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Re: a nitpicky reading of policy

Branden Robinson wrote:
> On Thu, Dec 02, 1999 at 03:41:34PM -0800, Joey Hess wrote:
> > I read through the policy document today, trying to nitpick and find things
> > that have changed in current practice. Here's what I found:
> >
> > * The policy manual uses the term "section" to refer to main, non-us,
> >   non-free, and contrib. This overloads the term since we typically call
> >   games, libs, docs, etc, sections. Instead, it calls those things
> >   subsections. It also uses the term inconsitently:
> [...]
> >   I think this deserves to be cleaned up, but I don't really know what to
> >   call main, contrib, and non-free. Distributions, maybe?
> We'll, since we are adamant that the Debian distribution consists
> officially only of "main", this might be a bad idea.
> "Category", maybe?

Well, that was my point. Main _is_ a distribution, it is the debian
distribution. So I thought non-free and contrib could be called
distributions as well, with the understanding that they are the non-free and
contrib distributions, not the debian distribution.

But "area" seems fairly neutral, and is the word used by the social contract,
so I think I prefer that.

> typesetter.  Obviously the "not everyone uses their Unix box as a ..." is
> an argument that can be run away with, but there are few Debian packages
> that rival even mininal X or TeX installations in size, and maybe none with
> a priority higher than optional.  Joey, you're good at "simple" perl
> one-liners that deduce all kinds of scary facts from the available file, so
> I'll leave it up to you to verify or refute that.  :)

joey@gumdrop:~>perl -ne 'chomp; if ($_ eq "") { print $p{"Installed-Size"}."\t$p{Package}\t\t$p{Priority}\n" if $p{Priority}=~/required|important|standard/; undef %p} $p{$1}=$2 if /^(.*?): (.*)/' /var/lib/dpkg/available | sort -rn | head -20
27654   tetex-base              standard
26418   emacs20         standard
11652   locales         standard
7762    libc6-dev               standard
5972    tetex-bin               standard
5168    perl-5.005              important
4273    perl-5.005-doc          standard
4208    doc-linux-text          standard
4011    perl-5.004              important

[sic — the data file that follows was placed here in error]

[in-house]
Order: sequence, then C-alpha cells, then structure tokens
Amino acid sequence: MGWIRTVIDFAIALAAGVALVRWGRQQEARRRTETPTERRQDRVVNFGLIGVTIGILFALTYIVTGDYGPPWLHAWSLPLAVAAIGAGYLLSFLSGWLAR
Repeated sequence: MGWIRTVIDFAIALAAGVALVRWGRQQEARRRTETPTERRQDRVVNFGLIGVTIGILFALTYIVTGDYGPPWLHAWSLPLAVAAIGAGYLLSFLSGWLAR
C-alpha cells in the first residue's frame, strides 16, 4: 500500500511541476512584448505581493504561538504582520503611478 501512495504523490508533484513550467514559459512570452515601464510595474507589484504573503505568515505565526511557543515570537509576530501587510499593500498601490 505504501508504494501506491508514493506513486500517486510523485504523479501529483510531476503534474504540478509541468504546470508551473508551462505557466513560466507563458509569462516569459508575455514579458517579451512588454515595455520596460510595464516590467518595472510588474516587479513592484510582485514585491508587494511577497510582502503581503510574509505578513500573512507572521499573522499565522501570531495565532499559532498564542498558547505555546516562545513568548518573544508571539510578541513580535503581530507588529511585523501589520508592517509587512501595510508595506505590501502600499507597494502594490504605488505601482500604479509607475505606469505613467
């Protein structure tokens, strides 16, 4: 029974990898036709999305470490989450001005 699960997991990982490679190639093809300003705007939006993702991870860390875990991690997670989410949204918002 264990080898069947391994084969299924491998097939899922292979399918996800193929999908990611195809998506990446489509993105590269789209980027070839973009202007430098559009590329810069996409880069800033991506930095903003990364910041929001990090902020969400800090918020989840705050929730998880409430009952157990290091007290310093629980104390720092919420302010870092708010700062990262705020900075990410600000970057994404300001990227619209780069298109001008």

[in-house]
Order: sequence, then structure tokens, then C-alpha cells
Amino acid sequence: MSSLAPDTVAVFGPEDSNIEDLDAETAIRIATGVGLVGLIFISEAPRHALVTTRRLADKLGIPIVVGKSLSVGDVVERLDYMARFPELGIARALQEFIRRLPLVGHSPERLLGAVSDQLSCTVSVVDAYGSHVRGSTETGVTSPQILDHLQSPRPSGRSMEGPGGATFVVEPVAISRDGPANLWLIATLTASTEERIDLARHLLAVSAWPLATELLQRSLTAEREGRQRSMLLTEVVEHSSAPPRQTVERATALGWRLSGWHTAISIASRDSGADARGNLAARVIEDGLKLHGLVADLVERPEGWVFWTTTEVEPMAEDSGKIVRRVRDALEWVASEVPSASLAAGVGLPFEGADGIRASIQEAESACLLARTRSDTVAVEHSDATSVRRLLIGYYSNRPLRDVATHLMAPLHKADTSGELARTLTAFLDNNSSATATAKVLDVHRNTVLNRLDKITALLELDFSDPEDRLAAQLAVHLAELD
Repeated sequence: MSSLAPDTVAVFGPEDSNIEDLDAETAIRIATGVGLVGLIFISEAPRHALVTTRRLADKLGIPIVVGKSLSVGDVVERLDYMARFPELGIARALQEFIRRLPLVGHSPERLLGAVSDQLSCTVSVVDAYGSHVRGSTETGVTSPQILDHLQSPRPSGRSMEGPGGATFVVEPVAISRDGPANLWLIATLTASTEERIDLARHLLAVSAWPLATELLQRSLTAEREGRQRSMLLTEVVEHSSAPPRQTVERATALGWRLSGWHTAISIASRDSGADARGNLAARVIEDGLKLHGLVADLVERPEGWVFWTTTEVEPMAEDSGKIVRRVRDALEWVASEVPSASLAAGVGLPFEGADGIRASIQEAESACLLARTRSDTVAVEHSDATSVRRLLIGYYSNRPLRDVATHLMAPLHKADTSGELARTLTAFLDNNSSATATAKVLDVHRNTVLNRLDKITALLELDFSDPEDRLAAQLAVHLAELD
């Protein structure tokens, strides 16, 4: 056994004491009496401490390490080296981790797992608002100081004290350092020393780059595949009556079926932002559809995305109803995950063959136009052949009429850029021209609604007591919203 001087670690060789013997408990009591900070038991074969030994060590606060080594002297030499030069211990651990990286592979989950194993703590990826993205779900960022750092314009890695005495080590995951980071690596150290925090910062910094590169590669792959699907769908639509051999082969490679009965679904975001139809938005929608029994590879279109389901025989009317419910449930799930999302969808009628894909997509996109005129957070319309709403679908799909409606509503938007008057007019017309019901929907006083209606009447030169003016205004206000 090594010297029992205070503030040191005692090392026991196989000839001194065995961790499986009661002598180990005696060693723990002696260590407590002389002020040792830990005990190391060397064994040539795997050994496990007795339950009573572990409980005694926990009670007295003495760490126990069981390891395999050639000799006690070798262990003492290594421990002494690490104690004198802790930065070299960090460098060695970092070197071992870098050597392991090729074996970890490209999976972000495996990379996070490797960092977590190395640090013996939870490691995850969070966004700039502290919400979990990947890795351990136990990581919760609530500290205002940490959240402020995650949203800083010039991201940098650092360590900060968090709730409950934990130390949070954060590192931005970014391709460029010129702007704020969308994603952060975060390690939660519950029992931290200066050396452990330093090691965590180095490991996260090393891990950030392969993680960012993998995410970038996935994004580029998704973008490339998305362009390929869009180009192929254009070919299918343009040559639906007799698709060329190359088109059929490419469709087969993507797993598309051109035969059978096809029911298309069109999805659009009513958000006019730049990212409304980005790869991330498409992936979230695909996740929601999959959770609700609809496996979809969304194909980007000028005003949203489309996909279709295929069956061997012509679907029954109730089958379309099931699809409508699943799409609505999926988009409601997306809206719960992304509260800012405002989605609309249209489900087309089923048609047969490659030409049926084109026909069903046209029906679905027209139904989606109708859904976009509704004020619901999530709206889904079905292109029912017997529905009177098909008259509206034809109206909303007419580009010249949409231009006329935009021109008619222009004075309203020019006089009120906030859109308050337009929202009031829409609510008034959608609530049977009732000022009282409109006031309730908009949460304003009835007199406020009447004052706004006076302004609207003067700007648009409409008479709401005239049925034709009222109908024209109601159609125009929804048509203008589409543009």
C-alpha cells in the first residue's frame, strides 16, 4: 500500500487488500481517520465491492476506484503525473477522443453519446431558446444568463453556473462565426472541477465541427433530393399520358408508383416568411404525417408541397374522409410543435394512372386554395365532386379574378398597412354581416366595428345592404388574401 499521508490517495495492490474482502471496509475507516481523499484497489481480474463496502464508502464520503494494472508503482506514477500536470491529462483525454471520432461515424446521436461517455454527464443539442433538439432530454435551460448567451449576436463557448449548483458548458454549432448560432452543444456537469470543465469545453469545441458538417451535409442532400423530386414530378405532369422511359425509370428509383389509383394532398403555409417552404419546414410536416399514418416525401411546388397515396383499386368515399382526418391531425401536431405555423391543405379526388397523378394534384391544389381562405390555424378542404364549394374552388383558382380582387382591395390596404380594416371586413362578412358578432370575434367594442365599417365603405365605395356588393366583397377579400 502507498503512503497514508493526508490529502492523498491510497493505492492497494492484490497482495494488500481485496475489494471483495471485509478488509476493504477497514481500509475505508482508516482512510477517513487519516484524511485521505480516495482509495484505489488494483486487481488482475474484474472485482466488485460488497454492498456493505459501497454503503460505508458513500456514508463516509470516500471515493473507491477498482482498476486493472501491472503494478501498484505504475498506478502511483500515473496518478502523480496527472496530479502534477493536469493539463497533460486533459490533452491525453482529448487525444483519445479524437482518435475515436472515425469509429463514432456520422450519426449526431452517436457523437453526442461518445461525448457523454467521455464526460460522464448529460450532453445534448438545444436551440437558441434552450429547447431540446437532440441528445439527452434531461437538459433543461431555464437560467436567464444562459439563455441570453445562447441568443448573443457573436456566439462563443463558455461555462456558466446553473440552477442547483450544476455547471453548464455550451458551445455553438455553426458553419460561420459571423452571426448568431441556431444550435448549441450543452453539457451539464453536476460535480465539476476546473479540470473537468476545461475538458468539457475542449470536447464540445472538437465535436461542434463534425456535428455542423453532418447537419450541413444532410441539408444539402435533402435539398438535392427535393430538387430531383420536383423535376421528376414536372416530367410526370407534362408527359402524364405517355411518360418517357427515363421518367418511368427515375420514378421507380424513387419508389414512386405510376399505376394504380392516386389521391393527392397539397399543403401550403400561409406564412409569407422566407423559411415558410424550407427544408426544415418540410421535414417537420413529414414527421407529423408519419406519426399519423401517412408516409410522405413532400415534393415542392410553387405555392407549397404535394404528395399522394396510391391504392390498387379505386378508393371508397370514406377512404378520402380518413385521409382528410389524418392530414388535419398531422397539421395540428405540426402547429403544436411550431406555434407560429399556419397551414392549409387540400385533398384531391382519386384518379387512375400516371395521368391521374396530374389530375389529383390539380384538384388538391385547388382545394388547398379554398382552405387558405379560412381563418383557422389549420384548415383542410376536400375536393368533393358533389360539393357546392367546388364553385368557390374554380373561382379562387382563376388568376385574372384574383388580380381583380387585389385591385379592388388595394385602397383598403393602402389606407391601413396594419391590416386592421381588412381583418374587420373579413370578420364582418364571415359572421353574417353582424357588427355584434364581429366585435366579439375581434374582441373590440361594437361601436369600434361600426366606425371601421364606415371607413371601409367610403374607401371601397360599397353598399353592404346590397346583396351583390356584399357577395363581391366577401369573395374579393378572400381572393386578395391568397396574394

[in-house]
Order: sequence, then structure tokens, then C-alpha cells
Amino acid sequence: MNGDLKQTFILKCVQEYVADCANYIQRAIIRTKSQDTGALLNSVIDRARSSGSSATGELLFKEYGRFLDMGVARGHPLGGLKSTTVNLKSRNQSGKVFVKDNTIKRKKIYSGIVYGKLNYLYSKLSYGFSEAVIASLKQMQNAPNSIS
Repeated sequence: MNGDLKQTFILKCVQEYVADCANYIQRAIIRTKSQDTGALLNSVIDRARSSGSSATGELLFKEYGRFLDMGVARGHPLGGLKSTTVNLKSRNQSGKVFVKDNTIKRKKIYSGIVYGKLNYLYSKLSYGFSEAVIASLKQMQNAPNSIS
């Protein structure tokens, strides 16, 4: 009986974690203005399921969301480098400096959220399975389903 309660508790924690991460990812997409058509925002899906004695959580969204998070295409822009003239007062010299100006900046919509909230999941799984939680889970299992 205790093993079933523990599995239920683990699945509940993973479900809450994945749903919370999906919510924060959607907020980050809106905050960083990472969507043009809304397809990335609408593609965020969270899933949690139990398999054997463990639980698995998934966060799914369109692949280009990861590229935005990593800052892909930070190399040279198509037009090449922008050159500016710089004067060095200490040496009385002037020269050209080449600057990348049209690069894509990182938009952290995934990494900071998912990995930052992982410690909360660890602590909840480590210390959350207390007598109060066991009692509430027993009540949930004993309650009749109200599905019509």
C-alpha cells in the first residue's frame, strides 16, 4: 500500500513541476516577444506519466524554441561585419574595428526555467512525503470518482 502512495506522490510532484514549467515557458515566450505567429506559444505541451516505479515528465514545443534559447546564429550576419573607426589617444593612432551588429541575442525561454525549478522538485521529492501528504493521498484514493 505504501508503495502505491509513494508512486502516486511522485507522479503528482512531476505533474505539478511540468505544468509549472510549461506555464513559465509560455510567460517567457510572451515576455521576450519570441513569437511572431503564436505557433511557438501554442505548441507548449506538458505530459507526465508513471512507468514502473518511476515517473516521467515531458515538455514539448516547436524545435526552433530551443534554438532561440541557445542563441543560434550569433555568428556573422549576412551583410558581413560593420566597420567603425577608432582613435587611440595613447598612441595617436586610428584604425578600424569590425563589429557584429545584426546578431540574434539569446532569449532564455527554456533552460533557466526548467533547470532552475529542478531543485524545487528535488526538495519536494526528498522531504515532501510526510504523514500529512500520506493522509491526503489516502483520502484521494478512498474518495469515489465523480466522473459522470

3994    libc6           required
3166    groff           important
3139    xlib6g          standard
2304    g++             standard
2292    gcc             standard
2238    binutils                standard
2189    ncurses-term            standard
2050    lynx            standard
1928    gdb             standard
1874    mutt            standard
1818    gconv-modules           standard

> > * "Please look very careful at the details." s/careful/carefully/
> You make the anal-retentive old English teacher inside me proud, young man.

How many of your parents were English teachers? 2 here.. ;-)

> > * "Any scripts which create files in world-writable directories (e.g., in
> >   `/tmp') have to use a mechanism which will fail if a file with the
> >   same name already exists." I can write code that complies with this and is
> >   still a serious security problem -- the problem is that this sentance
> >   encourages the naive to write something like:
> >   	if [ ! -e /tmp/foo ]; then
> >        		echo "goodbye, /etc/passwd" >/tmp/foo
> > 	fi
> >   Which is vunerable to a race. I think it's be better to require that
> >   it use a "mechanism which will atomically fail ..."
> I agree, but an example of how to do this should be included.  Many newbie
> developers may not know what "atomic" means in an OS context.

Well, policy goes on to reccommend use of mktemp or tempfile right after the
quoted portion. I was hoping that if someone didn't understnad by what I
meant by amonic there, they would go with the reccommendation.

see shy jo

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